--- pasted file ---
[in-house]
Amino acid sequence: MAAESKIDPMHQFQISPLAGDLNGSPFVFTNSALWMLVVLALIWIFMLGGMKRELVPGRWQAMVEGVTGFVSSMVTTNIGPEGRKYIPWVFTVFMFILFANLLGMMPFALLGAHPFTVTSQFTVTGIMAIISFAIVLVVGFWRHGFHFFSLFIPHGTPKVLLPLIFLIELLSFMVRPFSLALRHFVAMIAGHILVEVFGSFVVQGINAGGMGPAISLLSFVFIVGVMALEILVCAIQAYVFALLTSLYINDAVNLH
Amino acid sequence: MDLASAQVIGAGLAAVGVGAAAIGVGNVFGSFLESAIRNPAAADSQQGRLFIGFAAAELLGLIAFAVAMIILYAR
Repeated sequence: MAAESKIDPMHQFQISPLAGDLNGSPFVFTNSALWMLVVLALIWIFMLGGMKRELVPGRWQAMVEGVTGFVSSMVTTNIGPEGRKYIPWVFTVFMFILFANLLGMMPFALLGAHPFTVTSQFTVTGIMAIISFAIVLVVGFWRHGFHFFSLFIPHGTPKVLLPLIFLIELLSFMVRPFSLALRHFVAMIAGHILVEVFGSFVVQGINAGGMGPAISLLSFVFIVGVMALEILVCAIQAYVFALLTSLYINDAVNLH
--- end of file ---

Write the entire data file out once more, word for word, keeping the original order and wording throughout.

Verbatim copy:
[in-house]
Amino acid sequence: MAAESKIDPMHQFQISPLAGDLNGSPFVFTNSALWMLVVLALIWIFMLGGMKRELVPGRWQAMVEGVTGFVSSMVTTNIGPEGRKYIPWVFTVFMFILFANLLGMMPFALLGAHPFTVTSQFTVTGIMAIISFAIVLVVGFWRHGFHFFSLFIPHGTPKVLLPLIFLIELLSFMVRPFSLALRHFVAMIAGHILVEVFGSFVVQGINAGGMGPAISLLSFVFIVGVMALEILVCAIQAYVFALLTSLYINDAVNLH
Amino acid sequence: MDLASAQVIGAGLAAVGVGAAAIGVGNVFGSFLESAIRNPAAADSQQGRLFIGFAAAELLGLIAFAVAMIILYAR
Repeated sequence: MAAESKIDPMHQFQISPLAGDLNGSPFVFTNSALWMLVVLALIWIFMLGGMKRELVPGRWQAMVEGVTGFVSSMVTTNIGPEGRKYIPWVFTVFMFILFANLLGMMPFALLGAHPFTVTSQFTVTGIMAIISFAIVLVVGFWRHGFHFFSLFIPHGTPKVLLPLIFLIELLSFMVRPFSLALRHFVAMIAGHILVEVFGSFVVQGINAGGMGPAISLLSFVFIVGVMALEILVCAIQAYVFALLTSLYINDAVNLH